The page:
Gov. Scott Walker has done the opposite of Gov. Mark Dayton when it comes to issues of the budget, work  and more. And the numbers are coming in.
Gov. Scott Walker has done the opposite of Gov. Mark Dayton when it comes to issues of the budget, work and more. And the numbers are coming in. (Photo:

State economic policies have consequences

In recent years, BizTimes has published news stories of dozens of Illinois businesses that have moved across the border into Wisconsin.

Most of those companies have moved into Kenosha County. By any measure, the Badger State appears to be taking Illinois’ lunch money.

However, the relationship between Wisconsin and its western neighbor, Minnesota, appears to be a vastly different story. By virtually every measure, Minnesota is taking Wisconsin’s lunch money, according to a recent study by the LaCrosse Tribune, which lies right at the border.

First, a review. Wisconsin Gov. Scott Walker (a Republican) and Minnesota Gov. Mark Dayton (a Democrat) were both elected to office in 2010. They both inherited large state budget deficits.

Walker, who was facing a 9.2 percent unemployment rate and a $3.6 billion deficit, and the Republican Legislature passed massive spending cuts to public education and enacted the controversial Act 10 to require most public employees to pay more for their health care and pensions. Some tax credits for lower income residents were reduced. Business tax incentives were added, and taxes were cut nearly $2 billion through a combination of income and property tax reductions.

Dayton tackled a $5 billion deficit. Minnesota balanced its budget in part by borrowing against its commitment to education aid. After the 2012 elections, when Democrats took control of the Minnesota Legislature, taxes were raised on the wealthiest Minnesotans, and tobacco taxes were increased.

Walker’s tax plan reduced the highest rate for the wealthiest Wisconsinites from 7.75 to 7.65 percent and brought slight relief to all income levels. Dayton’s plan created a higher rate of 9.850 percent for the top 2 percent of Minnesota’s wealthiest. Dayton’s plan increased tax credits for renters – the opposite of Wisconsin, where those tax credits were cut. Dayton also signed a $508 million tax cut in 2014, of which $232 million was aimed at the middle class and $232 million …

Will we allow Downtown to change, grow and evolve?
Will we allow Downtown to change, grow and evolve? (Photo: Bobby Tanzilo)

Invest in Milwaukee's future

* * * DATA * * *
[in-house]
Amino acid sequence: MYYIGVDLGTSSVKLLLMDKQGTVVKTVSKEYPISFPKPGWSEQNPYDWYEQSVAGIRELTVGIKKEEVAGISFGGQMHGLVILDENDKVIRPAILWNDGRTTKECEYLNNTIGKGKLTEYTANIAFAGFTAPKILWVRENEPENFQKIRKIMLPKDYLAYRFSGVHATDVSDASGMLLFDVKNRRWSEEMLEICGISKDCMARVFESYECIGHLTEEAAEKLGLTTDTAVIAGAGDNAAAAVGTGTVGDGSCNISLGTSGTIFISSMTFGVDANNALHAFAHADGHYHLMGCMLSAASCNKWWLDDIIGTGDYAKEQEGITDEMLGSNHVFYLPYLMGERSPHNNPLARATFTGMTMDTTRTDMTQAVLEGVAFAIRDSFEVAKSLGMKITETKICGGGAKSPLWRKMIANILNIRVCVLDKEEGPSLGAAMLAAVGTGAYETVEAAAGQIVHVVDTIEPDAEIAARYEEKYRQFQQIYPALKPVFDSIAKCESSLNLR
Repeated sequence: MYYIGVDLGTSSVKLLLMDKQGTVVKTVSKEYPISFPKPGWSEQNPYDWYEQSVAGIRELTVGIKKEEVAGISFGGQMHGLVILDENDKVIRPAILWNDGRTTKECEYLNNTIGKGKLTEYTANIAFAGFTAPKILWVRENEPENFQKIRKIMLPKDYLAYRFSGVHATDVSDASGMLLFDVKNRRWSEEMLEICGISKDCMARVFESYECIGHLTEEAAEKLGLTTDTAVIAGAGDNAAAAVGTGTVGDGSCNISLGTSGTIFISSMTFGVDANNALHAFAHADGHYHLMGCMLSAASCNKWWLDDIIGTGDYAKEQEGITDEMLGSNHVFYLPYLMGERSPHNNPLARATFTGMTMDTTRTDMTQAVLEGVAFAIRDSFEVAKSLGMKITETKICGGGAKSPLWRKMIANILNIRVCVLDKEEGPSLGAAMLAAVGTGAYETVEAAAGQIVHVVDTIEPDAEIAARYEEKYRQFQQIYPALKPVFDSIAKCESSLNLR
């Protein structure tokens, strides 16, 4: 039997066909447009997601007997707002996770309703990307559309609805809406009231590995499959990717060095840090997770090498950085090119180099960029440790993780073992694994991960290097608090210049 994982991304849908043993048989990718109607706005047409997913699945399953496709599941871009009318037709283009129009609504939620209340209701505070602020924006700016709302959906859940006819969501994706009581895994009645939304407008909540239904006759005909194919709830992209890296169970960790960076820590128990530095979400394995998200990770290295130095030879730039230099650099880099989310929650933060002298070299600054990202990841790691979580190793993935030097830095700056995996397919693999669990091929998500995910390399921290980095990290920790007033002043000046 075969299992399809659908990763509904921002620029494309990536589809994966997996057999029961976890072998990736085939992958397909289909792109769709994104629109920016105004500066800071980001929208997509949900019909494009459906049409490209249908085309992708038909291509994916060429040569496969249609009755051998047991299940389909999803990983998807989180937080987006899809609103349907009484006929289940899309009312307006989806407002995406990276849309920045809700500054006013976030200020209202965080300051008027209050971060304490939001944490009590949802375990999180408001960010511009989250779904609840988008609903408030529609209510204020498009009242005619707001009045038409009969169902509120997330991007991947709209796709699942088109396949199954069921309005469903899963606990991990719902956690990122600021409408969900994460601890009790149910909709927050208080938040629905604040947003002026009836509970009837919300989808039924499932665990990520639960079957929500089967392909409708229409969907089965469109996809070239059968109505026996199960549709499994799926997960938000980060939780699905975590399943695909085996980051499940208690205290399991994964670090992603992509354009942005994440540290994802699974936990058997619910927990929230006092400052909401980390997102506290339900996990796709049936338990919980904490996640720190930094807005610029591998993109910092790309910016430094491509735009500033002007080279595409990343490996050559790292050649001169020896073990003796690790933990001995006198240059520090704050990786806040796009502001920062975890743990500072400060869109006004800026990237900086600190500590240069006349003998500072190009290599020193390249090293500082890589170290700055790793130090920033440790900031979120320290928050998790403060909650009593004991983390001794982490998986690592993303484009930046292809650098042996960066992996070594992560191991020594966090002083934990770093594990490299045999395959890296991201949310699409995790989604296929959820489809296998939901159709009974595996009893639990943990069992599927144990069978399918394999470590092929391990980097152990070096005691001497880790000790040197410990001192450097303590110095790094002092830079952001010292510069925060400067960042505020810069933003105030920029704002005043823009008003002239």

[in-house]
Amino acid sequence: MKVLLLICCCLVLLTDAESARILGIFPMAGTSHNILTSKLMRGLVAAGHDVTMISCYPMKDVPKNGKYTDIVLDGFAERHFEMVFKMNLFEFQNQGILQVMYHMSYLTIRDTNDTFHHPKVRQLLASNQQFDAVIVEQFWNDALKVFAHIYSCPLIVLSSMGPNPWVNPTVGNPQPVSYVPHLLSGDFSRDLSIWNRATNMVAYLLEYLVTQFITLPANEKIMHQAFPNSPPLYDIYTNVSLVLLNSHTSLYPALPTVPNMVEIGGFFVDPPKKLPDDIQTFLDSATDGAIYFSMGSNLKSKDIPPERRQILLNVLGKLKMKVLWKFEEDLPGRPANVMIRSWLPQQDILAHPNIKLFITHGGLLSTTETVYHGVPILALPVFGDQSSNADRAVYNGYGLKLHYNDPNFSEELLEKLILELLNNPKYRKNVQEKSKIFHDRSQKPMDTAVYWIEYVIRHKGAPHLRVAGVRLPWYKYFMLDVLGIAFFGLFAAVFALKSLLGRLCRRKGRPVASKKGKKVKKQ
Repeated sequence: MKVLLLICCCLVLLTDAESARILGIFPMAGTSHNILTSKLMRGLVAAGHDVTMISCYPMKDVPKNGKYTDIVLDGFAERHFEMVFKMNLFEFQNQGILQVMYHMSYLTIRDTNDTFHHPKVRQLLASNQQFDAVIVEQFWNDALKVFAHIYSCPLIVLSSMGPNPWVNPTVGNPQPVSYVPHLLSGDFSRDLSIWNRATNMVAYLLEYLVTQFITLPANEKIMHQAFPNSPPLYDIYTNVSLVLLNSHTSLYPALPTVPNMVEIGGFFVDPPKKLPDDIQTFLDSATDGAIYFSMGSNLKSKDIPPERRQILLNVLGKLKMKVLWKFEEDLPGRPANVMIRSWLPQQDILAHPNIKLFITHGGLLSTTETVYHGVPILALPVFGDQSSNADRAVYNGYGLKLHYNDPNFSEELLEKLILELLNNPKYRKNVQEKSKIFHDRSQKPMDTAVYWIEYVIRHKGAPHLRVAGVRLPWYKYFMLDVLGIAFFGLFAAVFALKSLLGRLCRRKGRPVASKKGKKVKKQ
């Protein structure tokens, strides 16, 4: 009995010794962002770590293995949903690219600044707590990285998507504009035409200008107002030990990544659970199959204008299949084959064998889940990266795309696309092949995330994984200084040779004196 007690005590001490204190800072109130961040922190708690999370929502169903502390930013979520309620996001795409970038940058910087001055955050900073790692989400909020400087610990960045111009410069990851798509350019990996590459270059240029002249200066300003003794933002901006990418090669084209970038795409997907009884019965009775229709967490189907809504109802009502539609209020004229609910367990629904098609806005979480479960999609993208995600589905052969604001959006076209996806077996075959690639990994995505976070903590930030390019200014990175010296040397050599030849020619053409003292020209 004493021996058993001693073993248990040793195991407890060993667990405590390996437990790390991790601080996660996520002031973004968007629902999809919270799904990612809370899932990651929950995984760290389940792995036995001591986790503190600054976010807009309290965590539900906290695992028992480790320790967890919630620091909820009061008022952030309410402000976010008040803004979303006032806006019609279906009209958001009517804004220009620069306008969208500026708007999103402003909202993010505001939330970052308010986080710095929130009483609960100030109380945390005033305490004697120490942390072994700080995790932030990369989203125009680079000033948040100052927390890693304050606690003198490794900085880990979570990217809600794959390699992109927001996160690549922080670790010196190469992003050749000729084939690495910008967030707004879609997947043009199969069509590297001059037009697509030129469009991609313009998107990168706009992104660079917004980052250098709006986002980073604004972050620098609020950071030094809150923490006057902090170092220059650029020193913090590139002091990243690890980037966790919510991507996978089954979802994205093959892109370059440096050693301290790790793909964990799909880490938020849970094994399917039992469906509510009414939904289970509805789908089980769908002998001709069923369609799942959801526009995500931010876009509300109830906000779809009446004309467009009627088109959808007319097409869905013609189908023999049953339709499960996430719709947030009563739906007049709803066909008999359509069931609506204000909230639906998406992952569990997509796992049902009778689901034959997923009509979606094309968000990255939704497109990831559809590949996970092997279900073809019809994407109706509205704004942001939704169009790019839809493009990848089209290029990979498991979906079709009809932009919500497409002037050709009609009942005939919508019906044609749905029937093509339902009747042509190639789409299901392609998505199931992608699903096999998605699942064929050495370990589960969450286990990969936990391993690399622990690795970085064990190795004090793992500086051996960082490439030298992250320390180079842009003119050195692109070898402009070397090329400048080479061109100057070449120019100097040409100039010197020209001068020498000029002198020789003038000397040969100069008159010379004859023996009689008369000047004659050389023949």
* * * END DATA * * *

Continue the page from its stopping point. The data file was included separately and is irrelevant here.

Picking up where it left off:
My column in this space and in the Feb. 23 edition of our magazine generated an inordinate amount of reader feedback.

The column was headlined, "Let's get out of our own way." The essence of the message was that downtown Milwaukee stands at a generational crossroads, with several catalytic projects hanging in the balance, including a new arena, a streetcar system, the Couture office tower, a Northwestern Mutual Life Insurance Co. Inc. tower and maybe even a 50-story Johnson Controls Inc. headquarters. However, each time a project is proposed to propel the city forward, someone or something seems to pop up and attempts to stop it.

Judging from the feedback we received, many readers feel the same way.

Bob Monnat, partner and chief operating officer of Milwaukee-based Mandel Group Inc., said, "Steve Jagler correctly points out that Milwaukee could very well be on the cusp of greatness – if only we’d let it happen. Our parochial nature – after all over 70 percent of residents have lived here their entire lives – contributes to an attitude skewed against change of most kinds. The fear seems to be based in the belief that 'change' in Milwaukee will cause us to lose those special qualities that we have all come to appreciate. The truth couldn’t be further from this 'no change' attitude. Milwaukee has curated – perfected – every way to say 'no' to nearly any creative proposal brought forth by either the public or private sector. Yes, public funds should be thoughtfully invested, not thrown about, but at some point we have to have the commitment to view long-term investments as such, rather than simply characterizing them as expenditures."

Consultant and BizTimes columnist Christine McMahon said, "Your article, 'Let’s get out of our own way,' captures so eloquently and succinctly the prevailing mindset in Milwaukee. Thank goodness our forefathers had vision. They saw the lakefront as a place where people could gather and create community. Because of …